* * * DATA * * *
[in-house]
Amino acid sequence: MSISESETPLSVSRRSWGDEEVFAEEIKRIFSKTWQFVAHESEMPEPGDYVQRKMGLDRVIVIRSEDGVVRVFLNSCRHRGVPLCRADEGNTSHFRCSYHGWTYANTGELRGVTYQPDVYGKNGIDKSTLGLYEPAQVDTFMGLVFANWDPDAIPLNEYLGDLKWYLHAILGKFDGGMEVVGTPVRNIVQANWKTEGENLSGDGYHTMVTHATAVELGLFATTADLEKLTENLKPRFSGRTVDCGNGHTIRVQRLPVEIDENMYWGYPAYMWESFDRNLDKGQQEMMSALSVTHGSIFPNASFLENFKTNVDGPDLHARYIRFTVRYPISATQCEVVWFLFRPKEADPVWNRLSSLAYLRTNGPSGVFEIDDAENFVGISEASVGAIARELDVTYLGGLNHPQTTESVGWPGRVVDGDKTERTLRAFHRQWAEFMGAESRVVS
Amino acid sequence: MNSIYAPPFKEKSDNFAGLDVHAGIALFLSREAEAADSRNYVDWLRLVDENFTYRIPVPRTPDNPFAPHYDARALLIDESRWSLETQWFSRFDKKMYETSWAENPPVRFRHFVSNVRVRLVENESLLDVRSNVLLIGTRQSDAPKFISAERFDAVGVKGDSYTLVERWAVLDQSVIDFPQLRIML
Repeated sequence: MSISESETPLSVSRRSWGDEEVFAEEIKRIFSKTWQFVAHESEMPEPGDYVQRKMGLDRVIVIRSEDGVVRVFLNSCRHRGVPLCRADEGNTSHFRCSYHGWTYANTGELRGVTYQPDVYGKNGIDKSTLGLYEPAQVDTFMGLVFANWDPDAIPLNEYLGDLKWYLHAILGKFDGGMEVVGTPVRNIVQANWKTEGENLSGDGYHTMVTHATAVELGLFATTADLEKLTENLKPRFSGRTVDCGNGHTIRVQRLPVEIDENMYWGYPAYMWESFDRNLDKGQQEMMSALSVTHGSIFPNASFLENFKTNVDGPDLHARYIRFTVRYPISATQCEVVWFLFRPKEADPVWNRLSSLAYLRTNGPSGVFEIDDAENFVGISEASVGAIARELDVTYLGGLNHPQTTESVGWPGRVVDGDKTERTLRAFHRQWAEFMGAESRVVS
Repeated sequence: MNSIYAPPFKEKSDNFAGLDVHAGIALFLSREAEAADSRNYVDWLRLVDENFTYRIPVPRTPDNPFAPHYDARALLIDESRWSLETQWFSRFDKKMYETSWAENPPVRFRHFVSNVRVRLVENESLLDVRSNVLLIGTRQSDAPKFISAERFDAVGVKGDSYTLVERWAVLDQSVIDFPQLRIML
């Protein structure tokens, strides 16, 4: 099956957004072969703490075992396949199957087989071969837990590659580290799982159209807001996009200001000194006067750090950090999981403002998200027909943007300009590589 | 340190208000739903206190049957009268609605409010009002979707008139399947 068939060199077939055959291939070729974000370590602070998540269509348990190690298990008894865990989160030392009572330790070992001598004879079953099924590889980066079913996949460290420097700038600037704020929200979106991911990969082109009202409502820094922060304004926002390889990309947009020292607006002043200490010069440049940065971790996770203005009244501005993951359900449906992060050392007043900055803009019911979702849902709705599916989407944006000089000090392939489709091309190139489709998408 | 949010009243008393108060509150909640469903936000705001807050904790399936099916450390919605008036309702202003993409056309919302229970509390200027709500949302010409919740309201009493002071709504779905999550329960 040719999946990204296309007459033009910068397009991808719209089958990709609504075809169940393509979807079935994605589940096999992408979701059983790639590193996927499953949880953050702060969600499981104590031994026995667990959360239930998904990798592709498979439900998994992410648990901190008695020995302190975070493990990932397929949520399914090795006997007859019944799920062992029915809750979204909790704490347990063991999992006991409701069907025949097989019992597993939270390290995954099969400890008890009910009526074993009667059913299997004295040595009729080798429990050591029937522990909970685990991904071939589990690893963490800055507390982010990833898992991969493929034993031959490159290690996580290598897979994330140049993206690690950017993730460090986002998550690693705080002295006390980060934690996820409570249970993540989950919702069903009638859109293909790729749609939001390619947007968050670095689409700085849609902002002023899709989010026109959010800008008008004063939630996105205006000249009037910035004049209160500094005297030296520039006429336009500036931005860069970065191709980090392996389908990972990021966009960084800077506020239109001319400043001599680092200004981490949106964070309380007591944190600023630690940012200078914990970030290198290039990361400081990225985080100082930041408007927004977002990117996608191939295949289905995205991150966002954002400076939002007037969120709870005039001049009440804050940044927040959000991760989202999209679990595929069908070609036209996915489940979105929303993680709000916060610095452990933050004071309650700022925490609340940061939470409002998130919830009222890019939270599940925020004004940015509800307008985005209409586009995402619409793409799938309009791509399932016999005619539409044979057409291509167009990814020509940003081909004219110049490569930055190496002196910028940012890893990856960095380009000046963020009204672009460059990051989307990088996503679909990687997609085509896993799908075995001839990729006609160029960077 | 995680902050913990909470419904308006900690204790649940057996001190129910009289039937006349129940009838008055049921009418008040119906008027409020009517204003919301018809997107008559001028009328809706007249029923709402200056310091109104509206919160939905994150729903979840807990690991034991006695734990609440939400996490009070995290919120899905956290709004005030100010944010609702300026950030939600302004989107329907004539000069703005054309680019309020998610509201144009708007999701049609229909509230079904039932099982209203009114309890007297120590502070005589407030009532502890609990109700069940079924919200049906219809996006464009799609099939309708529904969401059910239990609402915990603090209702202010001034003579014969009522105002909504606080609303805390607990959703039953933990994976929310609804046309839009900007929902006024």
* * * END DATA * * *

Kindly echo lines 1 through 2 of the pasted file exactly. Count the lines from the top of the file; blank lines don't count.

[in-house]
Amino acid sequence: MSISESETPLSVSRRSWGDEEVFAEEIKRIFSKTWQFVAHESEMPEPGDYVQRKMGLDRVIVIRSEDGVVRVFLNSCRHRGVPLCRADEGNTSHFRCSYHGWTYANTGELRGVTYQPDVYGKNGIDKSTLGLYEPAQVDTFMGLVFANWDPDAIPLNEYLGDLKWYLHAILGKFDGGMEVVGTPVRNIVQANWKTEGENLSGDGYHTMVTHATAVELGLFATTADLEKLTENLKPRFSGRTVDCGNGHTIRVQRLPVEIDENMYWGYPAYMWESFDRNLDKGQQEMMSALSVTHGSIFPNASFLENFKTNVDGPDLHARYIRFTVRYPISATQCEVVWFLFRPKEADPVWNRLSSLAYLRTNGPSGVFEIDDAENFVGISEASVGAIARELDVTYLGGLNHPQTTESVGWPGRVVDGDKTERTLRAFHRQWAEFMGAESRVVS